I remember sitting in a box at the circus a few months after Mister Roberts opened. Hank sat just to my right. With him were Jane and Peter, and not once during the entire performance did he say a word to either child. And either the children knew enough to say nothing, or they might have been too intimidated to speak. He didn't buy them hot dogs, cotton candy, or treat them to souvenirs. When the circus was over, they simply stood up and walked out. I felt sorry for all three of them.

From the Hardcover edition.


Meet the Author

JANE FONDA was born in New York City in 1937. She attended the Emma Willard School in Troy, New York, and Vassar College. Fonda later studied with renowned acting coach Lee Strasberg and became a member of the Actors Studio in New York. Her subsequent work on stage and screen earned numerous honors, including two Best Actress Academy Awards–Klute (1971) and Coming Home (1978)–and an Emmy Award for her performance in The Dollmaker. Fonda was also a successful producer, whose credits include The China Syndrome, Nine to Five, On Golden Pond, and The Morning After.

Fonda revolutionized the fitness industry with the release of Jane Fonda’s Workout in 1982, which remains the top-grossing home video of all time. She then produced twenty-three home exercise videos, thirteen audio recordings, and five bestselling books. She now focuses her time on activism and philanthropy, in such areas as adolescent reproductive health, pregnancy prevention, school reform through arts, and building resiliency in girls and boys by addressing destructive gender stereotypes. In 1995 she founded the Georgia Campaign for Adolescent Pregnancy Prevention (G-CAPP), which she chairs. In 2002, she opened the Jane Fonda Center for Adolescent Reproductive Health at Emory University's School of Medicine. She lives in Atlanta.

From the Hardcover edition.

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My Life So Far 3.9 out of 5 based on 0 ratings. 76 reviews.
Guest More than 1 year ago
After reading this book, not only do I understand Jane Fonda a bit better, but I understand myself a bit better, also! Extremely well written and deeply felt, I can only say: read it and see for yourself. Wow.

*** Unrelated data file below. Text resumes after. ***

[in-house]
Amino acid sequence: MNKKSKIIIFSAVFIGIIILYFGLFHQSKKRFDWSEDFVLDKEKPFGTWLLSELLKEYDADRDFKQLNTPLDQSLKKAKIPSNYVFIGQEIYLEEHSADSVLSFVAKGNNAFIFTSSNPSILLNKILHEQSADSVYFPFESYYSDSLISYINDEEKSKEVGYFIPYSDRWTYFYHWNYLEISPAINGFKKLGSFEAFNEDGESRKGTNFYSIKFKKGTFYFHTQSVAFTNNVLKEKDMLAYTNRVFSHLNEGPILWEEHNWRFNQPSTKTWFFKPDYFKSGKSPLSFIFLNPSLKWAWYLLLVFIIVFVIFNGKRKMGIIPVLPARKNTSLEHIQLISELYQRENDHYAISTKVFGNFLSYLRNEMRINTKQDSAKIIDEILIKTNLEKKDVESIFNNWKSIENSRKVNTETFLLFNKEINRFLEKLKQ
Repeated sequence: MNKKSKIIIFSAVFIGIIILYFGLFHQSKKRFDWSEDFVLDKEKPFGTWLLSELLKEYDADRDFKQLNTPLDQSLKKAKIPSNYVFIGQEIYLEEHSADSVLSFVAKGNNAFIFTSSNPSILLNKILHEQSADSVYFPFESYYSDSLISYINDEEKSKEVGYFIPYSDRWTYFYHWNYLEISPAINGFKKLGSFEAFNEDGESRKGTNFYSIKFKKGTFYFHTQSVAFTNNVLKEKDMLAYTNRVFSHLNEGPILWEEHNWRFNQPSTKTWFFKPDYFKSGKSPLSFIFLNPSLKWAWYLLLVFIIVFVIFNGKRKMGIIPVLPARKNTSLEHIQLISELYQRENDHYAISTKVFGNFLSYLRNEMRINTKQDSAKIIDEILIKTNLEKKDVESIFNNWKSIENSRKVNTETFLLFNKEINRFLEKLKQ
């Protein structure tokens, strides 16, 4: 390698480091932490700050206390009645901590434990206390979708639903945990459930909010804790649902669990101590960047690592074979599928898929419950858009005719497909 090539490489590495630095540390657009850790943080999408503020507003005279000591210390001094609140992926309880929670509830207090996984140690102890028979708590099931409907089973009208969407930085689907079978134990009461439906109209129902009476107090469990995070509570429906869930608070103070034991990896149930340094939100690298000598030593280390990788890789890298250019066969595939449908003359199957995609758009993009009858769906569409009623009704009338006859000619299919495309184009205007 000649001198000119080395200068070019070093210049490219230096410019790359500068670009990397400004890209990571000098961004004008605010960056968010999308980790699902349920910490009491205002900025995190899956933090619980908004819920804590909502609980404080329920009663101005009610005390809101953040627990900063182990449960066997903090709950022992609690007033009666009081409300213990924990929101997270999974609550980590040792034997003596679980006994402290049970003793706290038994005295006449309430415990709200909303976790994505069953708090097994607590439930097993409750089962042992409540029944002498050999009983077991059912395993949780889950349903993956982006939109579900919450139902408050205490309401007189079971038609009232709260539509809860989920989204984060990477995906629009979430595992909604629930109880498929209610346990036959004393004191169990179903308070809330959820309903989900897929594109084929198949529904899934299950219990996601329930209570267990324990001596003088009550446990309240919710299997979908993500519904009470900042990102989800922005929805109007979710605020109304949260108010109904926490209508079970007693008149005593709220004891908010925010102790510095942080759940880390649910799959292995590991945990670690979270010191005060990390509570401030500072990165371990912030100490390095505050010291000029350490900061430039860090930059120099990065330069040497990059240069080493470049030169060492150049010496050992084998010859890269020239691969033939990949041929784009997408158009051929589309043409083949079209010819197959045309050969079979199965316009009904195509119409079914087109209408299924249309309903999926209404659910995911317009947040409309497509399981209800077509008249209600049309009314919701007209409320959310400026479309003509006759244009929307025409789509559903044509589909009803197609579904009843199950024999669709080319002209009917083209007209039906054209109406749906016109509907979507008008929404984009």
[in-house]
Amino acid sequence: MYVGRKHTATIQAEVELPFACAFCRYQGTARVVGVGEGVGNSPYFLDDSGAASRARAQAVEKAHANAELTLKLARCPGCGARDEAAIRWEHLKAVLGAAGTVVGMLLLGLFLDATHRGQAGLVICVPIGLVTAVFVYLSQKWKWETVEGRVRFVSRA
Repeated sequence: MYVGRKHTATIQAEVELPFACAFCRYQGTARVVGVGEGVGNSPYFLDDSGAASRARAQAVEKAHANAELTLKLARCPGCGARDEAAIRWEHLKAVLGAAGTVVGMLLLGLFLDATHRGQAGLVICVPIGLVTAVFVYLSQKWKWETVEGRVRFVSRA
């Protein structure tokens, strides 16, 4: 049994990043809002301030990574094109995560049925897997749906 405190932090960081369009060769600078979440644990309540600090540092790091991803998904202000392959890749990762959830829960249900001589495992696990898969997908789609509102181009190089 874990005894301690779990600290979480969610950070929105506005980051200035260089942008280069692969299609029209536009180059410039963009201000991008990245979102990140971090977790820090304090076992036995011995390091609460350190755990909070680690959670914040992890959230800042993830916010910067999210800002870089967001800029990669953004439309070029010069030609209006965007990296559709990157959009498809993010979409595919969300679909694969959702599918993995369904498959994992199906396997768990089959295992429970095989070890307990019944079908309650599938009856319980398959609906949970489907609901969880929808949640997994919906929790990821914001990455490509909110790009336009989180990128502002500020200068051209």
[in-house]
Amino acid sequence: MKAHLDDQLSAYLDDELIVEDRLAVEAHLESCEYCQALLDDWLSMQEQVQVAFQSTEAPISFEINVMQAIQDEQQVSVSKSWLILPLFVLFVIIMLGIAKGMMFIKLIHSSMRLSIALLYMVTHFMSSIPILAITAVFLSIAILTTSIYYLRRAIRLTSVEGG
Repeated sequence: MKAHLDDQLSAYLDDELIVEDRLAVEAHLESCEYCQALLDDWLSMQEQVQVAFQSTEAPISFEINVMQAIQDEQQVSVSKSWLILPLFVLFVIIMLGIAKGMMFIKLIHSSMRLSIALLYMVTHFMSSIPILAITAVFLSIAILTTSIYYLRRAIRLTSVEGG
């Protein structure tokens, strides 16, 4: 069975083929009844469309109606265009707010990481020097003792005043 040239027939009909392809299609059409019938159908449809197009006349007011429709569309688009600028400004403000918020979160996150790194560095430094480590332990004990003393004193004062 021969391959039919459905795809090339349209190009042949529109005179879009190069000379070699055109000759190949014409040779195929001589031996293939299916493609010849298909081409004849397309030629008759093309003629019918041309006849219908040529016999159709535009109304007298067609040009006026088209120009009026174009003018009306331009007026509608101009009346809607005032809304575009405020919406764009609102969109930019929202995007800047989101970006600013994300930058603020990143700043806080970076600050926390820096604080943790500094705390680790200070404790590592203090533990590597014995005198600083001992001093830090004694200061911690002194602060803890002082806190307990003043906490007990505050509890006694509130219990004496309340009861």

Guest More than 1 year ago
I felt that Ms. Fonda gave her all in this book. It is honest, gut wrenching and heart searing. She has gone through the fire and come out the other side a whole being. I really liked it and I really like her for her caring, bravery,and her honesty. She admits her mistakes and sticks up for her beliefs. I found this to be a profound read that is giving me hope for myself in my third act.
Guest More than 1 year ago
This autobiography by Jane Fonda was wonderful. I could not put it down. I had never really followed her work, but was interested in her activism, but after reading it, I now want to see more of her films. The book is heartfelt, poignant, and also funny. Ms. Fonda put her heart and soul into writing this, and as a reader, you can tell right away. The book is divided in three acts, and in each one, ms. Fonda really touches you with what she has to write, from her difficult childhood, to her activism, to her marriages, to all that she does with teenagers today, and all the while incorporating the making of some of her biggest movies into the book. I would definately recommend this book!!
Guest More than 1 year ago
i reluctantly picked up this book (i don't love celebrity bios) and ended up spending an hour and a half engrossed in it before finally buying it. I have always had an ambivalent relationship with ms fonda's public image--she seemed to veer too widely from steely determination to shallow unthoughtfulness, but this book really helps me be less judgemental of her (as if i had the right!). her candor, thoughtfulnes, and insight made for very interesting reading but i was particularly impressed by her equanimity re her life choices. as a young feminist who was disapointed by her seeming transformation into a big boobed arm ornament, i once again am (reluctantly?)entralled with her. this time i find myself coloring her a role model not just for her moral purpose or her disciplined body or her beauty or her bravery but for her mature, shrug-your-shoulders-accept-yourself-we-all-make-mistakes-and-isn't-li fe-a-great-journey equanimity. and boy, has she made some fascinating choices!
Guest More than 1 year ago